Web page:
A woman in Australia was hospitalized after being bitten by a snake that had slithered inside her home without her noticing.

The incident took place Friday night in the Gold Coast hinterland. An emergency crew was called to the home at Natural Bridge after they were informed of a snake bite, Australia's MyGC website reported. A Queensland Ambulance spokesperson told MyGC the woman was bitten on the hand. The identity of the woman was not revealed, but reports said she is in her 50s.

Paramedics treated the woman at the scene before she was taken to the Gold Coast University Hospital. A hospital spokesperson said the woman was in a “serious but stable” condition.

It remains unclear what type of snake bit the woman, and what happened to it following the incident.

Sightings of snakes have increased in the summer months in Australia as the reptiles become more active during this time. This is also the mating season for snakes.

In October, International Business Times spoke to Joshua Castle, a snake catcher from Brisbane, as to why the reptiles show up in unusual and unexpected places.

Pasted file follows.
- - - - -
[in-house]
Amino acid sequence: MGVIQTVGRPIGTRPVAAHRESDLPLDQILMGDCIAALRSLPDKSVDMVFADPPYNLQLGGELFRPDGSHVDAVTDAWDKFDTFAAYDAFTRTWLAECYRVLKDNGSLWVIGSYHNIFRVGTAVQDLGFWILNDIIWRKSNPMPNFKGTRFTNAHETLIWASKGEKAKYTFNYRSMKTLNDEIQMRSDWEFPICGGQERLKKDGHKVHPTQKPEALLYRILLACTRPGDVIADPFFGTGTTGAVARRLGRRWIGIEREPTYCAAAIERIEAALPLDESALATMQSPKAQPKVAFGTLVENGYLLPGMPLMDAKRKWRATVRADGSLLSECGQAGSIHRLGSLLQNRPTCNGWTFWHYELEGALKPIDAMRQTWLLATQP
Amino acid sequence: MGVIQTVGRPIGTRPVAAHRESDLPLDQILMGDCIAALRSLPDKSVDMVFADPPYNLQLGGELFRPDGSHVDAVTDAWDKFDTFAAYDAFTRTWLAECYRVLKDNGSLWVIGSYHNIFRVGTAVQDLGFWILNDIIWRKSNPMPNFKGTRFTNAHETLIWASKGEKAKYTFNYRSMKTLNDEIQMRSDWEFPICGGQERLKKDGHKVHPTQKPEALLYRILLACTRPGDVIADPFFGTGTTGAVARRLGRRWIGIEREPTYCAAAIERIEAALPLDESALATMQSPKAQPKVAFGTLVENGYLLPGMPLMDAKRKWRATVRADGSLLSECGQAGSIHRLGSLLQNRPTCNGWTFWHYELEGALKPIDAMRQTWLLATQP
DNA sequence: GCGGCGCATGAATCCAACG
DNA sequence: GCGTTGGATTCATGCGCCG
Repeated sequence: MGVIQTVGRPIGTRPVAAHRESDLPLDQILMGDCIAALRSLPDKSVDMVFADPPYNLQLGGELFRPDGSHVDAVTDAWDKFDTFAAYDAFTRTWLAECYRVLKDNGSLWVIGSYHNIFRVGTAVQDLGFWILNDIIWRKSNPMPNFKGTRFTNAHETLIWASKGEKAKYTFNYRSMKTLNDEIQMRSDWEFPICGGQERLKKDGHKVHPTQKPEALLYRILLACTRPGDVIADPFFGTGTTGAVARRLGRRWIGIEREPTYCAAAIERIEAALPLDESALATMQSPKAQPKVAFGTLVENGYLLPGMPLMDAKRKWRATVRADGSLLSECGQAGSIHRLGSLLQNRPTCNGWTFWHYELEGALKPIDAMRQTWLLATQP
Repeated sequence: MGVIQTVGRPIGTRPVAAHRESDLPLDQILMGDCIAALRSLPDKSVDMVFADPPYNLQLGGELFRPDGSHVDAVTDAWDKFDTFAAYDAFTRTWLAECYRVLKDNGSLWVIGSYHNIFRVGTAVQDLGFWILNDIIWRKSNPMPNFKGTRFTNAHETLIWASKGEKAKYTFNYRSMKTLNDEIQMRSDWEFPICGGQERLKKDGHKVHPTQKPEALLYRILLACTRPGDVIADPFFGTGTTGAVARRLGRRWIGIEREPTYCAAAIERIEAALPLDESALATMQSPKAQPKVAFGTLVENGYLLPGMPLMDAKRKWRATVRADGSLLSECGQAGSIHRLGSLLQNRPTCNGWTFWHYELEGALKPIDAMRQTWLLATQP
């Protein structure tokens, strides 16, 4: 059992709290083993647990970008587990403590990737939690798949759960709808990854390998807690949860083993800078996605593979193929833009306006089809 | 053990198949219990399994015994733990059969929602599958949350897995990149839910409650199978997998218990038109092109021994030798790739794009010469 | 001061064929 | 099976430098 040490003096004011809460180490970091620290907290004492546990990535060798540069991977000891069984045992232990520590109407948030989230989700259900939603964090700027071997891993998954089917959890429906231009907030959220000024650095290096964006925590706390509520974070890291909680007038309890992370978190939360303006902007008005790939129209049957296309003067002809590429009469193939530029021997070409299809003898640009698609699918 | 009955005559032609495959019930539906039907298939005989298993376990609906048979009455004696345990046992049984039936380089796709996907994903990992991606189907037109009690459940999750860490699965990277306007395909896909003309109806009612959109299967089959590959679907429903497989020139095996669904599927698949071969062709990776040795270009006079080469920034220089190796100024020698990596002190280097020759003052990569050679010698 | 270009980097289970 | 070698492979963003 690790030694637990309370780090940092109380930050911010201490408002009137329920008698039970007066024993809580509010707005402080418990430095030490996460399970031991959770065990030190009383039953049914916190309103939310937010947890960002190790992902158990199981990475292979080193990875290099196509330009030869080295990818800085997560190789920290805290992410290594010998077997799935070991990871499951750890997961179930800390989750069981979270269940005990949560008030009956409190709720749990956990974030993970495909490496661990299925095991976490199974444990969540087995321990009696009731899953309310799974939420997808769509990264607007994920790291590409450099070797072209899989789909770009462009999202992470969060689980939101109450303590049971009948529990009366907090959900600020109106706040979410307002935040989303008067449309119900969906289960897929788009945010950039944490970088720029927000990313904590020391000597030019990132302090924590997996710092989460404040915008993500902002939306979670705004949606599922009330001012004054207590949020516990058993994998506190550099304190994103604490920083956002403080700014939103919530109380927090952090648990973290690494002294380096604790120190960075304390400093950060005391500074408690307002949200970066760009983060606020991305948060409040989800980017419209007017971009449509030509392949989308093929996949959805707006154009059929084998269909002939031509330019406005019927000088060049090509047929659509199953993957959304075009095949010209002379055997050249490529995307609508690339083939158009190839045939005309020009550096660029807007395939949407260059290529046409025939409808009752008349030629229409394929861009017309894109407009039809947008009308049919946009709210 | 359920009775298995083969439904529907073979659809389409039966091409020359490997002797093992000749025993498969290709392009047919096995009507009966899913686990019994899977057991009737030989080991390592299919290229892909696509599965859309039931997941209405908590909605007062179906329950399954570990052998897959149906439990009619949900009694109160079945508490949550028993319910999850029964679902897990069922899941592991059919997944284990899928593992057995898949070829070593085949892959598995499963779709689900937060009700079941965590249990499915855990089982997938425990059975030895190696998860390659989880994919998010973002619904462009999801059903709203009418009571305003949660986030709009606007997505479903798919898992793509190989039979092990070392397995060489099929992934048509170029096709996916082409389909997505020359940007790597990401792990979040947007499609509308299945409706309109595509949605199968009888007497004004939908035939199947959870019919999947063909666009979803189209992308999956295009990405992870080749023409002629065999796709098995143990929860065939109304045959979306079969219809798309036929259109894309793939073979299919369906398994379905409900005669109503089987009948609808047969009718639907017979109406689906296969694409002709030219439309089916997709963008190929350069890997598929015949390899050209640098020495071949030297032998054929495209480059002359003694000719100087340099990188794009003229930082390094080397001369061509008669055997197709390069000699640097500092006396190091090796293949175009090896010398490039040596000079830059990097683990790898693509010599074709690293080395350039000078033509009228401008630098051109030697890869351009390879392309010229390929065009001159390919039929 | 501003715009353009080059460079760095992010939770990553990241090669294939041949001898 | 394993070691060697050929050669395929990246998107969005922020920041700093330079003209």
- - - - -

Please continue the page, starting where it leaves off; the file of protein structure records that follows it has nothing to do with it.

"Smaller species often get brought inside the home by a cat, larger species end up inside by accident through cat/dog doors and/or flyscreen holes due to temperature. It may be too hot outside so they need to cool off inside on tiles. They also sneak in through doors and windows that are left open for longer than needed," Castle told IBT.

In a recent incident, a deadly snake was found crawling onto the roof of a home in Cooroy, Queensland. Snake wrangler Luke Huntley was called to the site to remove the 5-foot-long red-bellied black snake. Issuing a warning, Huntley said, "It definitely goes to show a venomous snake can absolutely climb."

Huntley posted a photo of himself with the snake while standing on a hill. The image quickly went viral.

"5ft RED BELLY!!! This red belly I caught from inside a roof in Cooroy. Quick photo on a hill and then back to the bush," he captioned the photo.

Snake Pixabay